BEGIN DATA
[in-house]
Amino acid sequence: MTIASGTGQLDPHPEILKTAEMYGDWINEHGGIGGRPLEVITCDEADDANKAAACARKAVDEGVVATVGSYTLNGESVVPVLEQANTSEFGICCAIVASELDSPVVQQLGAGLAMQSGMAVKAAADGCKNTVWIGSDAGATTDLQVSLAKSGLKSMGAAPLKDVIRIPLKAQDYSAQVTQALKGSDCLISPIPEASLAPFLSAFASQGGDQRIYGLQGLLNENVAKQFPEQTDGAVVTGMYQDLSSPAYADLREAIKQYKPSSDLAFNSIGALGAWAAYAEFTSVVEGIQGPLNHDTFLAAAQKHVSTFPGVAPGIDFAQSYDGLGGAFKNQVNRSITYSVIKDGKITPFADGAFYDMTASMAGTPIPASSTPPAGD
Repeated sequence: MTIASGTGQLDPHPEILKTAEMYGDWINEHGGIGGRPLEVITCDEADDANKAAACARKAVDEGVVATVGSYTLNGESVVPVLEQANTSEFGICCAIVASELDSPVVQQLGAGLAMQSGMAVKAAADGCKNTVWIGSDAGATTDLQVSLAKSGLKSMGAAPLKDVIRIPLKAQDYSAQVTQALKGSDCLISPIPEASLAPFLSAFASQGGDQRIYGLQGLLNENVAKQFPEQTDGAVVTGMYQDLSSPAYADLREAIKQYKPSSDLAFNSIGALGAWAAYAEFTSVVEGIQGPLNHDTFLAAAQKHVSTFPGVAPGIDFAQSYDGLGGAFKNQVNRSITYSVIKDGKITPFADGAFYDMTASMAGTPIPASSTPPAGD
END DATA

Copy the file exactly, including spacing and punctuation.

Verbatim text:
[in-house]
Amino acid sequence: MTIASGTGQLDPHPEILKTAEMYGDWINEHGGIGGRPLEVITCDEADDANKAAACARKAVDEGVVATVGSYTLNGESVVPVLEQANTSEFGICCAIVASELDSPVVQQLGAGLAMQSGMAVKAAADGCKNTVWIGSDAGATTDLQVSLAKSGLKSMGAAPLKDVIRIPLKAQDYSAQVTQALKGSDCLISPIPEASLAPFLSAFASQGGDQRIYGLQGLLNENVAKQFPEQTDGAVVTGMYQDLSSPAYADLREAIKQYKPSSDLAFNSIGALGAWAAYAEFTSVVEGIQGPLNHDTFLAAAQKHVSTFPGVAPGIDFAQSYDGLGGAFKNQVNRSITYSVIKDGKITPFADGAFYDMTASMAGTPIPASSTPPAGD
Repeated sequence: MTIASGTGQLDPHPEILKTAEMYGDWINEHGGIGGRPLEVITCDEADDANKAAACARKAVDEGVVATVGSYTLNGESVVPVLEQANTSEFGICCAIVASELDSPVVQQLGAGLAMQSGMAVKAAADGCKNTVWIGSDAGATTDLQVSLAKSGLKSMGAAPLKDVIRIPLKAQDYSAQVTQALKGSDCLISPIPEASLAPFLSAFASQGGDQRIYGLQGLLNENVAKQFPEQTDGAVVTGMYQDLSSPAYADLREAIKQYKPSSDLAFNSIGALGAWAAYAEFTSVVEGIQGPLNHDTFLAAAQKHVSTFPGVAPGIDFAQSYDGLGGAFKNQVNRSITYSVIKDGKITPFADGAFYDMTASMAGTPIPASSTPPAGD